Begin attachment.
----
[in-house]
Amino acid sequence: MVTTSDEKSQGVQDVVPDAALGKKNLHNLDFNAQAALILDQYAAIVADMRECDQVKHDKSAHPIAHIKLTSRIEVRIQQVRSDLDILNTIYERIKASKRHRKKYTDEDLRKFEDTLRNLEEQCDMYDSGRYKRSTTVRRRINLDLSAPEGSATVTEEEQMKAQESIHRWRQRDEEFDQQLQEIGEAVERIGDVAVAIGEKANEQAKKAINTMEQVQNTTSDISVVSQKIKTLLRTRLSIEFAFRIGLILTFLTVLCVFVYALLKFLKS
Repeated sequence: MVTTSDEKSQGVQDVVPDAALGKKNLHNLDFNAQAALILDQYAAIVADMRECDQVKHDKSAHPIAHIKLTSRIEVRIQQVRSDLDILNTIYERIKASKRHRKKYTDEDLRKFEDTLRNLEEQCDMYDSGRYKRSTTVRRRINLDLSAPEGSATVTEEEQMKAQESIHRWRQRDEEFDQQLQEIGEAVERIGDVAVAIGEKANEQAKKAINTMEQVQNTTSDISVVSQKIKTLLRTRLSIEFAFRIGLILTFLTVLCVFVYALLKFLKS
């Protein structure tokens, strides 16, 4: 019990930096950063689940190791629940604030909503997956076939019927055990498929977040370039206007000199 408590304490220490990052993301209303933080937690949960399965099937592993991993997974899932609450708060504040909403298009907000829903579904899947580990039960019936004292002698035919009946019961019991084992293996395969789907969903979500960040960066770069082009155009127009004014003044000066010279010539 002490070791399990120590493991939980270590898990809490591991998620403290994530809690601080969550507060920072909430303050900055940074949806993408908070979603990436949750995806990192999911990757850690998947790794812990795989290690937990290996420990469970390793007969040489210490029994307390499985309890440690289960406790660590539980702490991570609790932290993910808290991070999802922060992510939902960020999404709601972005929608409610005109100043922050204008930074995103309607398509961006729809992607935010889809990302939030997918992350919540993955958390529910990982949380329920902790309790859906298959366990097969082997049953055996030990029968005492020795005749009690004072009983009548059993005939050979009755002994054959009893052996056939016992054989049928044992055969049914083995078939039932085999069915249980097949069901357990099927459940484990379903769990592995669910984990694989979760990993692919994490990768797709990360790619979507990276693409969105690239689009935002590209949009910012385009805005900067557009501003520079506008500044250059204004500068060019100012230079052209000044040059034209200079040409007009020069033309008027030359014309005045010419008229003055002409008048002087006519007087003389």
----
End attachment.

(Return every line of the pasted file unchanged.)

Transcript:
[in-house]
Amino acid sequence: MVTTSDEKSQGVQDVVPDAALGKKNLHNLDFNAQAALILDQYAAIVADMRECDQVKHDKSAHPIAHIKLTSRIEVRIQQVRSDLDILNTIYERIKASKRHRKKYTDEDLRKFEDTLRNLEEQCDMYDSGRYKRSTTVRRRINLDLSAPEGSATVTEEEQMKAQESIHRWRQRDEEFDQQLQEIGEAVERIGDVAVAIGEKANEQAKKAINTMEQVQNTTSDISVVSQKIKTLLRTRLSIEFAFRIGLILTFLTVLCVFVYALLKFLKS
Repeated sequence: MVTTSDEKSQGVQDVVPDAALGKKNLHNLDFNAQAALILDQYAAIVADMRECDQVKHDKSAHPIAHIKLTSRIEVRIQQVRSDLDILNTIYERIKASKRHRKKYTDEDLRKFEDTLRNLEEQCDMYDSGRYKRSTTVRRRINLDLSAPEGSATVTEEEQMKAQESIHRWRQRDEEFDQQLQEIGEAVERIGDVAVAIGEKANEQAKKAINTMEQVQNTTSDISVVSQKIKTLLRTRLSIEFAFRIGLILTFLTVLCVFVYALLKFLKS
């Protein structure tokens, strides 16, 4: 019990930096950063689940190791629940604030909503997956076939019927055990498929977040370039206007000199 408590304490220490990052993301209303933080937690949960399965099937592993991993997974899932609450708060504040909403298009907000829903579904899947580990039960019936004292002698035919009946019961019991084992293996395969789907969903979500960040960066770069082009155009127009004014003044000066010279010539 002490070791399990120590493991939980270590898990809490591991998620403290994530809690601080969550507060920072909430303050900055940074949806993408908070979603990436949750995806990192999911990757850690998947790794812990795989290690937990290996420990469970390793007969040489210490029994307390499985309890440690289960406790660590539980702490991570609790932290993910808290991070999802922060992510939902960020999404709601972005929608409610005109100043922050204008930074995103309607398509961006729809992607935010889809990302939030997918992350919540993955958390529910990982949380329920902790309790859906298959366990097969082997049953055996030990029968005492020795005749009690004072009983009548059993005939050979009755002994054959009893052996056939016992054989049928044992055969049914083995078939039932085999069915249980097949069901357990099927459940484990379903769990592995669910984990694989979760990993692919994490990768797709990360790619979507990276693409969105690239689009935002590209949009910012385009805005900067557009501003520079506008500044250059204004500068060019100012230079052209000044040059034209200079040409007009020069033309008027030359014309005045010419008229003055002409008048002087006519007087003389």